The other is that some of the consensus favorites that have been topping "best of Dallas" lists for years fail to match their hype. A few of them are even genuinely bad. And I am naming names.
Here's our guide to some of the highest-profile snubs from our Top 100 ranking, and why they're missing.
1. Flora Street Cafe2330 Flora St. (Arts District)
Flora Street Cafe was designed by celebrity owner Stephan Pyles as a showcase for the city’s culinary identity. But Flora Street had consistency problems even before chef de cuisine Peter Barlow, the kitchen's real creative force, departed in summer 2018. Since Barlow moved on, staff turnover has sent the restaurant into a tailspin. I had a good lunch at Flora Street in August, then returned after Thanksgiving thinking this ultra-high-end spot was a safe bet to make the Top 20. After all, D Magazine ranks it the second-best restaurant in the city, and the last Dallas Morning News restaurant critic named it our only five-star restaurant.
But that most recent meal was a nonstop disaster. Service, slow even on good days, turned glacial. It took the staff 15 minutes to hand us menus and 45 to offer the bread basket. Between waits, we poked at dishes like "crispy lamb belly," which was actually soggy fat cubes in a bowl of sweet barbecue sauce, and "medium-rare salmon," which was actually overcooked salmon. Even good dishes, like the tartare, were too salty. Chocolate mousse was served in a tiny square box, with a spoon too wide to fit in. As a final insult, an employee took away our wine bottle — with wine still in it.
The bill, for two people: $300. Flora Street Cafe may someday be worth that price tag again. Right now, it's awful.
2. Teppo2014 Greenville Ave. (Lowest Greenville)
This is the opposite story: I feel bad about omitting Teppo. I like Teppo, one of the original and best Japanese bars in Dallas and a Greenville Avenue institution. It just got squeezed out of the list because our Japanese scene is especially strong — there were nine Japanese restaurants on the list already. (We crossed out a 10th contender, Hon Sushi, when its chef moved to a new business in Frisco.)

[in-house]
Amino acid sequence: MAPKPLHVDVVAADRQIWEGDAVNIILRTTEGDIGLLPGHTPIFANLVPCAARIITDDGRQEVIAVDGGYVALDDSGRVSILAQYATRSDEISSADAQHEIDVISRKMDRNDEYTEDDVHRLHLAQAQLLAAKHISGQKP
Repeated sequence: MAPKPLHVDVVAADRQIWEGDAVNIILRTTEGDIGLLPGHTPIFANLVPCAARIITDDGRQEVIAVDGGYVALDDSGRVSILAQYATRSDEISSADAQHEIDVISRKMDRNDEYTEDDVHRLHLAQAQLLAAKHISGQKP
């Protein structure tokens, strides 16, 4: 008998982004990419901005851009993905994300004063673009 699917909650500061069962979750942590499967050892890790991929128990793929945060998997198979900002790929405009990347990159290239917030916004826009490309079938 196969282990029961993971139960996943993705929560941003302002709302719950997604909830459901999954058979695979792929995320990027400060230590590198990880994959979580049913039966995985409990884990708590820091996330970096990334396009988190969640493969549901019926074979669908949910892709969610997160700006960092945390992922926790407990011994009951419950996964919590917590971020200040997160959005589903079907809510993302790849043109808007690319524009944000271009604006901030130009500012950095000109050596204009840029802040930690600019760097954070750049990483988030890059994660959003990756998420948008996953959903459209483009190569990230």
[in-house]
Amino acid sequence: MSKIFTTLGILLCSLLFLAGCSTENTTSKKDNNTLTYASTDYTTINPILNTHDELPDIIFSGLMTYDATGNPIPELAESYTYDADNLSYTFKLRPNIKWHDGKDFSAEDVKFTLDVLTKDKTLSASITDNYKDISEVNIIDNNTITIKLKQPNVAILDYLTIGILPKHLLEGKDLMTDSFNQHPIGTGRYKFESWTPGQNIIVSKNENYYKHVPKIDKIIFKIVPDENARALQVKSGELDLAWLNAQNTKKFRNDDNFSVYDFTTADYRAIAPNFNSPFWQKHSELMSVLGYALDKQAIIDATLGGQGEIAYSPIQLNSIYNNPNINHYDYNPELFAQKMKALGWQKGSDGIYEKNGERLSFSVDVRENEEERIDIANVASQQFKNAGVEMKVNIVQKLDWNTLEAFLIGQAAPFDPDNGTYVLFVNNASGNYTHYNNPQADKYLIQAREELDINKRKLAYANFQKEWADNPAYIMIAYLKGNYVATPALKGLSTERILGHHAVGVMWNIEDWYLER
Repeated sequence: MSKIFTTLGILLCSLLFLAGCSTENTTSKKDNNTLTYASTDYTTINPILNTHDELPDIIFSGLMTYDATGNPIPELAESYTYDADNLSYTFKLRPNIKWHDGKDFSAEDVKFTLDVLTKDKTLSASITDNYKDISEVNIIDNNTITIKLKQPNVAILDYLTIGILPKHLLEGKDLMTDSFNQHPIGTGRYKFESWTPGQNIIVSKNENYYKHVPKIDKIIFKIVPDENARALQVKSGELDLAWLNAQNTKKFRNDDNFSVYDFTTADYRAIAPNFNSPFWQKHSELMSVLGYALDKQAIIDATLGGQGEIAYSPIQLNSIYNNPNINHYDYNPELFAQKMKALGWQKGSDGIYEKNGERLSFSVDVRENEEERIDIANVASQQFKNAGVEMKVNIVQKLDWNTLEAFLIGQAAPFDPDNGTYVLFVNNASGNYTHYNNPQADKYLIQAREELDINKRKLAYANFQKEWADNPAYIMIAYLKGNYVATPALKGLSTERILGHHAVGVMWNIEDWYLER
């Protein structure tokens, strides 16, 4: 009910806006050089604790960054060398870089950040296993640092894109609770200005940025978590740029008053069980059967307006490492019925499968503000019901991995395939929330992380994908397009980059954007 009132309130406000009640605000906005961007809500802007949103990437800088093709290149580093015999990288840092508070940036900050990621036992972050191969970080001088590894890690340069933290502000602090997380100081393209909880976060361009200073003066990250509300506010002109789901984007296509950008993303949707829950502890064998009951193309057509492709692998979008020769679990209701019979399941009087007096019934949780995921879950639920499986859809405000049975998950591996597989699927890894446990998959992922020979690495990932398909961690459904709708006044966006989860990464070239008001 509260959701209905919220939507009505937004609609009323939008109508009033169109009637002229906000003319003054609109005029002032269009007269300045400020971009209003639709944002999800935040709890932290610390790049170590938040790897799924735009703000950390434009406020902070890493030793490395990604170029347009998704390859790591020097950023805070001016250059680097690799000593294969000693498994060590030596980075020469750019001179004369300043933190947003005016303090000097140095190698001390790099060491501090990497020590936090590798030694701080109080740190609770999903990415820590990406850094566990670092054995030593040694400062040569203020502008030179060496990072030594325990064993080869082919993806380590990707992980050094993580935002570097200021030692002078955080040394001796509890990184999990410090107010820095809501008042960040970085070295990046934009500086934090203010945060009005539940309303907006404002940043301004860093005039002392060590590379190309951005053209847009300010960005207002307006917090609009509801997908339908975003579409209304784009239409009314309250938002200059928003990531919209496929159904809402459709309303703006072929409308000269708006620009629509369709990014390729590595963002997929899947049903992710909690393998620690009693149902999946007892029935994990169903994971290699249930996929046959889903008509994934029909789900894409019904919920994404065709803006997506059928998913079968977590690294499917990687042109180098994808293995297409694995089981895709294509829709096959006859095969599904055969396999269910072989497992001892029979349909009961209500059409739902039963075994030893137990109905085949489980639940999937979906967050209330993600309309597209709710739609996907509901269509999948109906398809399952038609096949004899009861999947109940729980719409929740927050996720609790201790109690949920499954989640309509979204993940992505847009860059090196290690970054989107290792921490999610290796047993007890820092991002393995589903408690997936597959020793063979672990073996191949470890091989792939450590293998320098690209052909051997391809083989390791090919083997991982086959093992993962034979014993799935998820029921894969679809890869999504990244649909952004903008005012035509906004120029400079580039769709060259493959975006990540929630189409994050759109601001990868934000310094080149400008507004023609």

For the record, here are a few more places that made me wish our Top 100 was a Top 120: Bistro B, C Señor, Dallas Tamales Cafe (Grand Prairie), Dong Que, First Chinese BBQ, Intrinsic Smokehouse, Las Almas Rotas, Little Kaiping, Lockhart Smokehouse (Bishop Arts), Malibu Poke, Mario's (Lemmon Avenue), Momo Stop, No. 1 Plus Chicken, Off the Bone Barbeque, San Pedro's, Taco Stop, Tortillería La Nueva Puntada, Whiskers Fish and Burgers and Zeytin Mediterranean Grill.
3. Almost every steakhouseUgh. Steakhouses. Knife and Gorji set themselves apart with perfectionist cooking and hospitality, and Town Hearth has its iconic submersible. Too many of the rest are places for a certain kind of good old boy to show off his ability to buy Napa cabernet and eat meat. Most are wildly overpriced. As D Magazine critic Eve Hill-Agnus discovered earlier this year when researching her own steakhouse ranking, many foster cultures of sexism among their staff. And, to be perfectly honest, these days if I'm not going to Knife, Town Hearth or Gorji, I just go to the grocery, splurge on a nice hanger steak and cook it on cast iron at home. At my house, side dishes aren't an extra $15.
4. Fuel City801 S. Riverfront Blvd. (Design District)
Let's get this out of the way: Fuel City is awful. Nostalgia for Fuel City is unfortunate. There are at least 50 better places in Dallas to eat tacos, half of them at the same price point. I don't know how a taco joint can produce meat that is both dry and greasy at the same time, on flavorless tortillas, and preserve its reputation. The only thing Fuel City is good at is mythmaking.
5. Mirador1608 Elm St. (Downtown)